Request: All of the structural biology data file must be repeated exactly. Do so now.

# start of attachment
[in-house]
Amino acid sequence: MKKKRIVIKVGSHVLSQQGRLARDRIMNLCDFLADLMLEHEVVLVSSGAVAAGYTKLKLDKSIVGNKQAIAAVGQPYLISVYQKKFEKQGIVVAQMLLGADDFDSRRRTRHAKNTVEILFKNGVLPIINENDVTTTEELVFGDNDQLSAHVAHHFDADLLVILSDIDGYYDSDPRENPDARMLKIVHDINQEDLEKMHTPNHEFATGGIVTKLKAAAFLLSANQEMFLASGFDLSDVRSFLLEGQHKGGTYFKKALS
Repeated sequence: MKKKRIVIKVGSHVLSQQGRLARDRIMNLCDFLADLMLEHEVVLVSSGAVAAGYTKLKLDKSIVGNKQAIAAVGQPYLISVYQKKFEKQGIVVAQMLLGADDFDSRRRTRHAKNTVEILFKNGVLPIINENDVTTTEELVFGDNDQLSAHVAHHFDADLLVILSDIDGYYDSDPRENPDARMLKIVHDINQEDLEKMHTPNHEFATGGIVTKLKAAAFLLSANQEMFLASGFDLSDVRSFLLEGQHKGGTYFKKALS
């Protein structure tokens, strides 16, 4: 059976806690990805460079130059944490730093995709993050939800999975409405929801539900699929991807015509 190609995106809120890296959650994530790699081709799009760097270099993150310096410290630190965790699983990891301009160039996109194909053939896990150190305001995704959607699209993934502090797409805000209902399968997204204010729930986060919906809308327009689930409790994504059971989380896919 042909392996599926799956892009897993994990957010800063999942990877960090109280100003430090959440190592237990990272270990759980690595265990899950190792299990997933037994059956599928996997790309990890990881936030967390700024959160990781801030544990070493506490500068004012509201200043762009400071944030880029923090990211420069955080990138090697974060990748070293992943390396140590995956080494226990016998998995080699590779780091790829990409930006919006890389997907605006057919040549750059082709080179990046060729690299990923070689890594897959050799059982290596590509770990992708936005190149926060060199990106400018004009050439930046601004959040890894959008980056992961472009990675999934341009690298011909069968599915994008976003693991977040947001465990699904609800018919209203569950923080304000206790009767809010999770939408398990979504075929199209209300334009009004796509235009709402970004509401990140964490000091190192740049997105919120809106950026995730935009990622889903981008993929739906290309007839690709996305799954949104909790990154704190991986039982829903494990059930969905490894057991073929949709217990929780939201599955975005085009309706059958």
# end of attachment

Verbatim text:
[in-house]
Amino acid sequence: MKKKRIVIKVGSHVLSQQGRLARDRIMNLCDFLADLMLEHEVVLVSSGAVAAGYTKLKLDKSIVGNKQAIAAVGQPYLISVYQKKFEKQGIVVAQMLLGADDFDSRRRTRHAKNTVEILFKNGVLPIINENDVTTTEELVFGDNDQLSAHVAHHFDADLLVILSDIDGYYDSDPRENPDARMLKIVHDINQEDLEKMHTPNHEFATGGIVTKLKAAAFLLSANQEMFLASGFDLSDVRSFLLEGQHKGGTYFKKALS
Repeated sequence: MKKKRIVIKVGSHVLSQQGRLARDRIMNLCDFLADLMLEHEVVLVSSGAVAAGYTKLKLDKSIVGNKQAIAAVGQPYLISVYQKKFEKQGIVVAQMLLGADDFDSRRRTRHAKNTVEILFKNGVLPIINENDVTTTEELVFGDNDQLSAHVAHHFDADLLVILSDIDGYYDSDPRENPDARMLKIVHDINQEDLEKMHTPNHEFATGGIVTKLKAAAFLLSANQEMFLASGFDLSDVRSFLLEGQHKGGTYFKKALS
């Protein structure tokens, strides 16, 4: 059976806690990805460079130059944490730093995709993050939800999975409405929801539900699929991807015509 190609995106809120890296959650994530790699081709799009760097270099993150310096410290630190965790699983990891301009160039996109194909053939896990150190305001995704959607699209993934502090797409805000209902399968997204204010729930986060919906809308327009689930409790994504059971989380896919 042909392996599926799956892009897993994990957010800063999942990877960090109280100003430090959440190592237990990272270990759980690595265990899950190792299990997933037994059956599928996997790309990890990881936030967390700024959160990781801030544990070493506490500068004012509201200043762009400071944030880029923090990211420069955080990138090697974060990748070293992943390396140590995956080494226990016998998995080699590779780091790829990409930006919006890389997907605006057919040549750059082709080179990046060729690299990923070689890594897959050799059982290596590509770990992708936005190149926060060199990106400018004009050439930046601004959040890894959008980056992961472009990675999934341009690298011909069968599915994008976003693991977040947001465990699904609800018919209203569950923080304000206790009767809010999770939408398990979504075929199209209300334009009004796509235009709402970004509401990140964490000091190192740049997105919120809106950026995730935009990622889903981008993929739906290309007839690709996305799954949104909790990154704190991986039982829903494990059930969905490894057991073929949709217990929780939201599955975005085009309706059958």